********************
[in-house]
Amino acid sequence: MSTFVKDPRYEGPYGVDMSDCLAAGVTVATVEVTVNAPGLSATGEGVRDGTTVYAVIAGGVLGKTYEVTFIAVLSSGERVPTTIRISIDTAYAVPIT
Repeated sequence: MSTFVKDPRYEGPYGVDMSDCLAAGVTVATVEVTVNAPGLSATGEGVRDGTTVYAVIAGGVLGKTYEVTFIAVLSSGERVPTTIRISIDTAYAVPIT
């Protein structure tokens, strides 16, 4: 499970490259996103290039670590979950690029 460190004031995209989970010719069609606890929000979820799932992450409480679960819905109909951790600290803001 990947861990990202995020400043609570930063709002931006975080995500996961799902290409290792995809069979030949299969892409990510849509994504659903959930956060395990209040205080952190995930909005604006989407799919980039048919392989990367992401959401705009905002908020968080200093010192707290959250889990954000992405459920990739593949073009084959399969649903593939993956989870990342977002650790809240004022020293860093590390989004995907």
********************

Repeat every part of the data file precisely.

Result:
[in-house]
Amino acid sequence: MSTFVKDPRYEGPYGVDMSDCLAAGVTVATVEVTVNAPGLSATGEGVRDGTTVYAVIAGGVLGKTYEVTFIAVLSSGERVPTTIRISIDTAYAVPIT
Repeated sequence: MSTFVKDPRYEGPYGVDMSDCLAAGVTVATVEVTVNAPGLSATGEGVRDGTTVYAVIAGGVLGKTYEVTFIAVLSSGERVPTTIRISIDTAYAVPIT
């Protein structure tokens, strides 16, 4: 499970490259996103290039670590979950690029 460190004031995209989970010719069609606890929000979820799932992450409480679960819905109909951790600290803001 990947861990990202995020400043609570930063709002931006975080995500996961799902290409290792995809069979030949299969892409990510849509994504659903959930956060395990209040205080952190995930909005604006989407799919980039048919392989990367992401959401705009905002908020968080200093010192707290959250889990954000992405459920990739593949073009084959399969649903593939993956989870990342977002650790809240004022020293860093590390989004995907």